The heat sensor TRPV1 channel is a polymodal receptor that plays a key role in mediating neuronal pain caused by various noxious stimuli. One such stimulus is extracellular acidification caused by inflammation, tissue damage and ischemia. Low pH is thought to activate TRPV1 both directly by serving as a channel activator and indirectly by potentiating the channel's response to other stimuli. How TRPV1 activation is controlled by pH as well as its relation to activation by heat, ligands, and endogenous channel modulators remains largely unknown. Importantly, the highly unique susceptibility of TRPV1 activity to a variety of physical and chemical factors makes the channel an attractive target for clinical intervention of pain. The overarching goal of our research is to understand the cellular sensing function of TRPV1 by elucidating molecular mechanisms underlying its polymodal activation by heat, capsaicin and other stimuli. In the proposed study we aim to reveal the structural and mechanistic nature of extracellular H+ regulation of TRPV1. As H+-induced TRPV1 activity has heat-dependent and agonist-dependent components, this investigation will also shed light on how heat and agonist control TRPV1 activity. We approach our goal through a combination of optical, electrophysiological, and molecular methods. In particular, we will apply a patch fluorometry approach to directly observe structural changes in the channel protein or the binding of regulatory molecules, using fluorophores as molecular sensors. Simultaneous fluorescent and electrical recordings permit direct correlation of structural changes to their effects on channel activation. Using these methods, we will address questions on how changes in pH, temperature, and the concentration of agonists are sensed by TRPV1, what channel structures convey these stimuli, and how these stimuli converge to control TRPV1 activation. Answers to these questions should directly benefit the development of new clinical tools for treating TRPV1- mediated neuronal pain.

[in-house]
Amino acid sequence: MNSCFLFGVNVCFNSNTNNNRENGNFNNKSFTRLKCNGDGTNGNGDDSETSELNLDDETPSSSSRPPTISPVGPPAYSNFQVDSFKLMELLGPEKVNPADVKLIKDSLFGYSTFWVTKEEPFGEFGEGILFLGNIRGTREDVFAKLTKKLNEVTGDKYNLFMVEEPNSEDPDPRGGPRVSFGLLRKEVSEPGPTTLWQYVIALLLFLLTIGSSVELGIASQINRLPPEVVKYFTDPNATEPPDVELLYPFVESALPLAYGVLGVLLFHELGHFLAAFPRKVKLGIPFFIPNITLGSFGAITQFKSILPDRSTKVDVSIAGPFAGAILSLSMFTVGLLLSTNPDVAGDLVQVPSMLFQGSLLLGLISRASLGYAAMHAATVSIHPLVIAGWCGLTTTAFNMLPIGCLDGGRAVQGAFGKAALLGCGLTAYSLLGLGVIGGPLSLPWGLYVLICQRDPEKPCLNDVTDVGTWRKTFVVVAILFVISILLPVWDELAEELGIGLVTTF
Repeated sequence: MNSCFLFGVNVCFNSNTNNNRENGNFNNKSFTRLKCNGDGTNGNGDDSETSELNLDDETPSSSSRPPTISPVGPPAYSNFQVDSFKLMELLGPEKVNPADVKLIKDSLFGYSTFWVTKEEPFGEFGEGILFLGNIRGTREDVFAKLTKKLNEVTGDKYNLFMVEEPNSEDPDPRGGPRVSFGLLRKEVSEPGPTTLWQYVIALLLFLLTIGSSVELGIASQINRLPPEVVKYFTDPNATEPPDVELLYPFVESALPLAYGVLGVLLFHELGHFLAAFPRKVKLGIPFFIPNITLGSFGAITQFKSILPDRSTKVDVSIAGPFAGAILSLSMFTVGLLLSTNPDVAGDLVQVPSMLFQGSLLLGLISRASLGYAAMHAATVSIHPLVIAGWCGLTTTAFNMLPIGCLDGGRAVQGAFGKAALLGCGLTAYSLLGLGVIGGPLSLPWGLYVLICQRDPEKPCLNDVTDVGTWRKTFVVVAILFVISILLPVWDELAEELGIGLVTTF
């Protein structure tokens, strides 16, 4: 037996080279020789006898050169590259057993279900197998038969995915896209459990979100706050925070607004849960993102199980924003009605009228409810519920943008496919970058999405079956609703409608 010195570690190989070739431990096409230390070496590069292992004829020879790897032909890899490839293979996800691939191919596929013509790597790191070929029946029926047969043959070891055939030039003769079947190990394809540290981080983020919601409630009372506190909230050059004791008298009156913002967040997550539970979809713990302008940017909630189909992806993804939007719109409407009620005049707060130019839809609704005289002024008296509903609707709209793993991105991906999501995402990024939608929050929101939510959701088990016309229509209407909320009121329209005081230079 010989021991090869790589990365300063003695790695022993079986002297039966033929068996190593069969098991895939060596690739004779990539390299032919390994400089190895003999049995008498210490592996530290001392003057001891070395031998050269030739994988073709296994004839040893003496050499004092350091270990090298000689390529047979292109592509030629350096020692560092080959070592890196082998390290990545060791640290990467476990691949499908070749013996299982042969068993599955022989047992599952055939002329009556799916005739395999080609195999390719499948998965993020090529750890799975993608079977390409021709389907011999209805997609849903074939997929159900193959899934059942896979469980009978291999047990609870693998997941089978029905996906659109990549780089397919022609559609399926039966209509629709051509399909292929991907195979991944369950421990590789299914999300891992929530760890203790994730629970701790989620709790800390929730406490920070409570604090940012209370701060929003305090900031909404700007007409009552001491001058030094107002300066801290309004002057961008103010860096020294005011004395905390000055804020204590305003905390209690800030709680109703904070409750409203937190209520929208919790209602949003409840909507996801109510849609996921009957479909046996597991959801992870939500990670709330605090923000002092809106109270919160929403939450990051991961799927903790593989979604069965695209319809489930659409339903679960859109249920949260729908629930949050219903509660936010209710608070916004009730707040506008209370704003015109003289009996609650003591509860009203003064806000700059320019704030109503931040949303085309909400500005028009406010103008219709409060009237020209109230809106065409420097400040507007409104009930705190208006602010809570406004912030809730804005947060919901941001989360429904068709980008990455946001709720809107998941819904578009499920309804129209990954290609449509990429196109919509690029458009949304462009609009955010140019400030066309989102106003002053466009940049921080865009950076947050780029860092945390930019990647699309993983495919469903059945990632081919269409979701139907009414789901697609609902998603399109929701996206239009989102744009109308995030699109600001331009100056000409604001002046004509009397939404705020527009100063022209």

TRPV1 serves as a key molecular element in mediating low pH-induced neuronal pain due to inflammation, tissue damage and ischemia. Our research aims at understanding how TRPV1 activation is controlled by extracellular acidification and its relationship with heat- and agonist-induced channel activation, which will shed light on designing potential clinical intervention of pain.
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